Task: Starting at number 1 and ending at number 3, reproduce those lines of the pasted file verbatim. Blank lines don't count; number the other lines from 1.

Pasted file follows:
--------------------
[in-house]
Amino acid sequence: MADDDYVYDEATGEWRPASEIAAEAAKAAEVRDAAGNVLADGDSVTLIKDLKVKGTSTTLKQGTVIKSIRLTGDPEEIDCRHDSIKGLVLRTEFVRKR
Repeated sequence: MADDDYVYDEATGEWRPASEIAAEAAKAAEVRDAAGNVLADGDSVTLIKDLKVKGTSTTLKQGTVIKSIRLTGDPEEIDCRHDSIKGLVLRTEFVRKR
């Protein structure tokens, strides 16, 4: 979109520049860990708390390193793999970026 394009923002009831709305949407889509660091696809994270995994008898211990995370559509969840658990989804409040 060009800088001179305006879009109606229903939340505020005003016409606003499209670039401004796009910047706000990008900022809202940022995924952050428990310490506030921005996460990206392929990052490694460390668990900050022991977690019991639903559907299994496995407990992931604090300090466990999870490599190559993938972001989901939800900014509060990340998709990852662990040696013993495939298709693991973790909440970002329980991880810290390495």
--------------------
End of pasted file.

[in-house]
Amino acid sequence: MADDDYVYDEATGEWRPASEIAAEAAKAAEVRDAAGNVLADGDSVTLIKDLKVKGTSTTLKQGTVIKSIRLTGDPEEIDCRHDSIKGLVLRTEFVRKR
Repeated sequence: MADDDYVYDEATGEWRPASEIAAEAAKAAEVRDAAGNVLADGDSVTLIKDLKVKGTSTTLKQGTVIKSIRLTGDPEEIDCRHDSIKGLVLRTEFVRKR